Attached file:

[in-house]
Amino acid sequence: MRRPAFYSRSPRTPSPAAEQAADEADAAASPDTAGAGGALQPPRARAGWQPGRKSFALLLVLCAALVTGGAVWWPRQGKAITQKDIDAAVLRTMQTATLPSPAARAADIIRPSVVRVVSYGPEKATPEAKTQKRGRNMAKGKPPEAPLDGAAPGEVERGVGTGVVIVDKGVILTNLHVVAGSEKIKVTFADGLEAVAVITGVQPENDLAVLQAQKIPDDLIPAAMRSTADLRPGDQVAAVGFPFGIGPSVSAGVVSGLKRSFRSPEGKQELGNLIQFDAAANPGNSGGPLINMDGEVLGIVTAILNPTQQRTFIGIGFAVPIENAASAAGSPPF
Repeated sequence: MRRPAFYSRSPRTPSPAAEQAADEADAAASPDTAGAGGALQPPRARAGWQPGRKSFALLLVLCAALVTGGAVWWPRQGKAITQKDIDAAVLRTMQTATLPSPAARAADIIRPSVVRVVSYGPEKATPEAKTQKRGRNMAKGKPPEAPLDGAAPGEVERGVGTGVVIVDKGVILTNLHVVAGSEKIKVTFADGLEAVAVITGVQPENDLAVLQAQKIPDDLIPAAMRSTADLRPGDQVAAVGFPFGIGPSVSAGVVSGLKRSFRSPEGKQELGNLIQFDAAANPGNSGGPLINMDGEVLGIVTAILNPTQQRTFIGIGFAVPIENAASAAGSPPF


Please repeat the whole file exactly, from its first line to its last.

[in-house]
Amino acid sequence: MRRPAFYSRSPRTPSPAAEQAADEADAAASPDTAGAGGALQPPRARAGWQPGRKSFALLLVLCAALVTGGAVWWPRQGKAITQKDIDAAVLRTMQTATLPSPAARAADIIRPSVVRVVSYGPEKATPEAKTQKRGRNMAKGKPPEAPLDGAAPGEVERGVGTGVVIVDKGVILTNLHVVAGSEKIKVTFADGLEAVAVITGVQPENDLAVLQAQKIPDDLIPAAMRSTADLRPGDQVAAVGFPFGIGPSVSAGVVSGLKRSFRSPEGKQELGNLIQFDAAANPGNSGGPLINMDGEVLGIVTAILNPTQQRTFIGIGFAVPIENAASAAGSPPF
Repeated sequence: MRRPAFYSRSPRTPSPAAEQAADEADAAASPDTAGAGGALQPPRARAGWQPGRKSFALLLVLCAALVTGGAVWWPRQGKAITQKDIDAAVLRTMQTATLPSPAARAADIIRPSVVRVVSYGPEKATPEAKTQKRGRNMAKGKPPEAPLDGAAPGEVERGVGTGVVIVDKGVILTNLHVVAGSEKIKVTFADGLEAVAVITGVQPENDLAVLQAQKIPDDLIPAAMRSTADLRPGDQVAAVGFPFGIGPSVSAGVVSGLKRSFRSPEGKQELGNLIQFDAAANPGNSGGPLINMDGEVLGIVTAILNPTQQRTFIGIGFAVPIENAASAAGSPPF